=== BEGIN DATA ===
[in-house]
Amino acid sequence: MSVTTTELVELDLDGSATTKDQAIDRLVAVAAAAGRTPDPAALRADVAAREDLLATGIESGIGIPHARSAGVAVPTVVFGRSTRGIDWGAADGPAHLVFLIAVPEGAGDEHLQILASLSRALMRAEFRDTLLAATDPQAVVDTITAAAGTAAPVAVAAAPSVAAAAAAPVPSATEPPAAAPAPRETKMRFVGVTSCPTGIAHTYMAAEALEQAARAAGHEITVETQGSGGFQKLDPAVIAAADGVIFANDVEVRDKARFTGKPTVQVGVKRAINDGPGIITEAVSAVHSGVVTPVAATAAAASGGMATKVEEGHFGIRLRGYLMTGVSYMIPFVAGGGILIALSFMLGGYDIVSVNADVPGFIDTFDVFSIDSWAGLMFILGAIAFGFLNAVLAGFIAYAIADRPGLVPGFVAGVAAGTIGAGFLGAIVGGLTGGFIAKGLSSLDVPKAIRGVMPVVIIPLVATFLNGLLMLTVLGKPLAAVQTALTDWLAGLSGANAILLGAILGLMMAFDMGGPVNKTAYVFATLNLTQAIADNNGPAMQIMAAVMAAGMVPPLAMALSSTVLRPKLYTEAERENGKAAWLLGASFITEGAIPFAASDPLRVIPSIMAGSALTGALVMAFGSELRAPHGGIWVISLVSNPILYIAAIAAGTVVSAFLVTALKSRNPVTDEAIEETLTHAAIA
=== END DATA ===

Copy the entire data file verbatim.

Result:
[in-house]
Amino acid sequence: MSVTTTELVELDLDGSATTKDQAIDRLVAVAAAAGRTPDPAALRADVAAREDLLATGIESGIGIPHARSAGVAVPTVVFGRSTRGIDWGAADGPAHLVFLIAVPEGAGDEHLQILASLSRALMRAEFRDTLLAATDPQAVVDTITAAAGTAAPVAVAAAPSVAAAAAAPVPSATEPPAAAPAPRETKMRFVGVTSCPTGIAHTYMAAEALEQAARAAGHEITVETQGSGGFQKLDPAVIAAADGVIFANDVEVRDKARFTGKPTVQVGVKRAINDGPGIITEAVSAVHSGVVTPVAATAAAASGGMATKVEEGHFGIRLRGYLMTGVSYMIPFVAGGGILIALSFMLGGYDIVSVNADVPGFIDTFDVFSIDSWAGLMFILGAIAFGFLNAVLAGFIAYAIADRPGLVPGFVAGVAAGTIGAGFLGAIVGGLTGGFIAKGLSSLDVPKAIRGVMPVVIIPLVATFLNGLLMLTVLGKPLAAVQTALTDWLAGLSGANAILLGAILGLMMAFDMGGPVNKTAYVFATLNLTQAIADNNGPAMQIMAAVMAAGMVPPLAMALSSTVLRPKLYTEAERENGKAAWLLGASFITEGAIPFAASDPLRVIPSIMAGSALTGALVMAFGSELRAPHGGIWVISLVSNPILYIAAIAAGTVVSAFLVTALKSRNPVTDEAIEETLTHAAIA